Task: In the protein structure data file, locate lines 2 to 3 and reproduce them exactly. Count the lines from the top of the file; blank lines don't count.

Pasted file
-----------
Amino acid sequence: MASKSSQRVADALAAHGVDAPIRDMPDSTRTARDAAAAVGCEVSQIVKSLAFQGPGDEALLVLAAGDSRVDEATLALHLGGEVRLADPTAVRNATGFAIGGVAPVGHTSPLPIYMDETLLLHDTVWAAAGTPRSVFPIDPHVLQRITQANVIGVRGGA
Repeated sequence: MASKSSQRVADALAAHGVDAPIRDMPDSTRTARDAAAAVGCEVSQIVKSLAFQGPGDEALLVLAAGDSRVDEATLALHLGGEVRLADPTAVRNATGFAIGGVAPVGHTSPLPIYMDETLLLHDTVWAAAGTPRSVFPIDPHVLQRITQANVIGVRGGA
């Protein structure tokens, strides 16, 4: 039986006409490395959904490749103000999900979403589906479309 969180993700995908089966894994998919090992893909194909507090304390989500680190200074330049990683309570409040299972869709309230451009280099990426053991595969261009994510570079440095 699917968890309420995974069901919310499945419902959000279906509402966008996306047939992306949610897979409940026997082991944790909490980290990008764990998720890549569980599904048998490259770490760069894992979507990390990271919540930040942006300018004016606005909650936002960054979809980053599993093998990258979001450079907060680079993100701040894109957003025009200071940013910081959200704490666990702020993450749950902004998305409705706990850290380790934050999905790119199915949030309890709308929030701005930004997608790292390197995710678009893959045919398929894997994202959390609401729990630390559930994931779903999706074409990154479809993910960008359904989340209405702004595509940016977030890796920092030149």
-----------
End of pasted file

Repeated sequence: MASKSSQRVADALAAHGVDAPIRDMPDSTRTARDAAAAVGCEVSQIVKSLAFQGPGDEALLVLAAGDSRVDEATLALHLGGEVRLADPTAVRNATGFAIGGVAPVGHTSPLPIYMDETLLLHDTVWAAAGTPRSVFPIDPHVLQRITQANVIGVRGGA
């Protein structure tokens, strides 16, 4: 039986006409490395959904490749103000999900979403589906479309 969180993700995908089966894994998919090992893909194909507090304390989500680190200074330049990683309570409040299972869709309230451009280099990426053991595969261009994510570079440095 699917968890309420995974069901919310499945419902959000279906509402966008996306047939992306949610897979409940026997082991944790909490980290990008764990998720890549569980599904048998490259770490760069894992979507990390990271919540930040942006300018004016606005909650936002960054979809980053599993093998990258979001450079907060680079993100701040894109957003025009200071940013910081959200704490666990702020993450749950902004998305409705706990850290380790934050999905790119199915949030309890709308929030701005930004997608790292390197995710678009893959045919398929894997994202959390609401729990630390559930994931779903999706074409990154479809993910960008359904989340209405702004595509940016977030890796920092030149």